When the potatoes start to die back I just lift the fabric, mulch and all, off the garden bed and pick the potatoes up that are laying on the ground underneath. I generally get about 200lbs of potatoes from 20 lbs of seed that way and never use a shovel or water or weed. Once I’m done picking up all those lovely potatoes, I flip the fabric, mulch and all right back onto the bed and leave it there until I’m ready to plant something again. Every time I do this, I have less and less weeds to contend with. If it is nearing winter time or the bed is expected to rest for an extended period of time without being planted , then I will pull the fabric out from under all that mulch, leaving the organic materials behind, in order to put the fabric away from the prolonged exposure to harsher weather elements and in this way prolong it’s life span. I’ve used the same fabric for 10 years so far.

This same method works really well for tomatoes, all the brassica family (broccoli, cabbage, cauliflower, kale, etc.), pumpkins and any of the summer or winter squashes. I usually just use a hay mulch around my beets, carrots and beans, after they have sprouted, although the timing is important because if I wait too long then the weeds will sprout too and I’ll be back to weeding again before I can mulch.

I haven’t become quite as smart as Ruth, in that I still have not achieved a completely permanent mulch system but I’m working toward that.

Hmm… to get started you need about 8 inches of organic material such as old hay, straw, leaves, pine needles, sawdust, seedless weeds or any vegetable matter that rots, covering the existing soil surface. An equal amount of those same materials should be readily available to add to the garden regularly to keep the process going. Scatter a bit of green sand, now and then, along with maybe some other organic amendments, like crushed egg or oyster shells, kelp, or some compost made from kitchen scraps and if you can get it, composted animal manure and you’re on the way to a rich, loose soil base for your entire garden.

By the way, there are lots of references to Ruth Stout’s method of No Work Gardening techniques online. Well worth a Google.

Happy Living!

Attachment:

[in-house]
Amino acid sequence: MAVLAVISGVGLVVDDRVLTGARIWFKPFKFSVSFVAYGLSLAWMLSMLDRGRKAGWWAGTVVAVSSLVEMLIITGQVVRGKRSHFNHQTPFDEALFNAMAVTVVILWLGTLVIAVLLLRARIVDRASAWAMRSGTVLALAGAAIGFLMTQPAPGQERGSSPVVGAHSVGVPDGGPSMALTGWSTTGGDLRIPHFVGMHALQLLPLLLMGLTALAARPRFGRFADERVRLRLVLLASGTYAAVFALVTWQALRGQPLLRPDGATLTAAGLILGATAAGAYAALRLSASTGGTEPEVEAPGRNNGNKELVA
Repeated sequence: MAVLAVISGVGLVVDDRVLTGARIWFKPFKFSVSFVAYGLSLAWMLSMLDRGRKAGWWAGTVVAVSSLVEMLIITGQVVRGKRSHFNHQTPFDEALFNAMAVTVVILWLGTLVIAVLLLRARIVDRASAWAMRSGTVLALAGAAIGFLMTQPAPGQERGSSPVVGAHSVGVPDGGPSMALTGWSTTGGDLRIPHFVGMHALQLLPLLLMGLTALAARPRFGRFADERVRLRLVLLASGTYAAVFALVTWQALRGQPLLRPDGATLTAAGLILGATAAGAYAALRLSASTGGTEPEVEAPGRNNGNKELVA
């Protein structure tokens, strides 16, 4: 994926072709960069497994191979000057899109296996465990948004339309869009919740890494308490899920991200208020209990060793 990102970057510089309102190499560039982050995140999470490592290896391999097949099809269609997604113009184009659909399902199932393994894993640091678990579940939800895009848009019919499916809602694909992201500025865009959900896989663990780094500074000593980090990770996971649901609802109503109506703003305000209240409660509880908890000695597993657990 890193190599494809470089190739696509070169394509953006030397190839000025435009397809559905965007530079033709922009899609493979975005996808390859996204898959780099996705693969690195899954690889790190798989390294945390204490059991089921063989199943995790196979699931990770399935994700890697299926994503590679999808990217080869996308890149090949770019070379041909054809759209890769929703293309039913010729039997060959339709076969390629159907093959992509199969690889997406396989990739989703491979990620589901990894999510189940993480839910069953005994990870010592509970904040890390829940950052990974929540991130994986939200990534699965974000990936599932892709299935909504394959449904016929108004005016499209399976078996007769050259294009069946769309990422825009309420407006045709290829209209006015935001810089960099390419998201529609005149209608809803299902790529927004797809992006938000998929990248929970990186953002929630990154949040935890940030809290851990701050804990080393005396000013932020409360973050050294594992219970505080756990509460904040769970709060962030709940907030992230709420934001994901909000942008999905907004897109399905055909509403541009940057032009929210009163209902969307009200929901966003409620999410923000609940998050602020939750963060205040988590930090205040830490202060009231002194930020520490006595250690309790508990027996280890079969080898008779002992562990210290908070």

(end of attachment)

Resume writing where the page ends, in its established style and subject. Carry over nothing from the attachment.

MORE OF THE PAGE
Messy Shepherdess

Gathering & Drying Herbs

Food was simple on the farm, plain flavours without a lot of seasonings beyond the basics like salt and pepper or an onion and maybe some garlic. So I was in my late teens when I discovered culinary herbs on my own. At that time there wasn’t much in the way of reference materials as there is now, so I took it upon myself to learn as much as I could about what was commonly available in culinary herbs, which eventually touched on some medicinal benefits of herbs and as the years went by I naturally gravitated to expanding my knowledge in both areas when opportunities arose.

As a result, I became quite proficient at growing herbs, rosemary was my nemesis for a long time but eventually I figured out what it liked and have since proudly grown immense trees/shrubs of rosemary. I even grew for gourmet kitchens for many years. I had one chef challenge me by saying I couldn’t possibly grow enough basil to overwhelm him and of course I couldn’t, because even though I brought it to him by the multiple garbage bags full, he would just as quickly make pesto out of it and sell it as fast as I could grow and he could make it!

Every garden I have ever installed or worked in has had a herb section as part of it. My own herb garden has always supplied me with sufficient dried herbs, seed and flowers to more than satisfy our own needs along with having lots to give as gifts to folks around me. One of the greatest benefits to my mind, is I can grow and preserve varieties that you wouldn’t normally get to have in abundance or even available to purchase from a store such as, a couple of my favourites, Lemon Thyme (try it sprinkled on a grilling steak), Siam Queen Basil (to sweeten a roast leg of lamb) or Chocolate Mint (for a lovely tea).

Gathering herbs is very simple. For drying, pick them around mid morning when any dew has evaporated and wait til the herbs are at their peek of growth, preferably before they go to flower. With scissors cut them where the leaves are thickest, leaving the woodier bits with fewer leaves behind. Don’t cut them all though, grow enough to leave some to mature! With Bay, Rosemary, Oregano, Thyme, Lemon Verbena, Parsley, Summer Savory, Marjoram, Tarragons, Basil, Mints, Lemon Balm, usually if you cut them just above a growth node they will grow back again, so you can later collect their flowers or seeds if you want. Shake the leaves prior to placing them in the bag, to dislodge any possible insects that might be hanging about.

I have always used a brown paper bag such as they provide in grocery stores, loosely filled with a herb to dry my herbs in. I have never found it necessary to use a dehydrator or microwave or any other appliance to to do the job. Lightly fold the top of the bag closed, leave lots of room for air to circulate around the herbs in the bag and give it a couple of weeks sitting in a cool, dry place. I then check on them to see how they are progressing and maybe shake them up a bit or strip the leaves off the heavier stems and leave them sit for a little longer if necessary, especially the herbs with a higher moisture content such as Basil and Mint. Otherwise, if they crumble easily when I crush them in my hand, I then dispose of any discoloured leaves and any thick stems I may have missed before and put the dried leaves in mason/canning jars with appropriate labels. Simple as that! Fresh. flavourful, potent and colourful, dried herbs to use all winter long.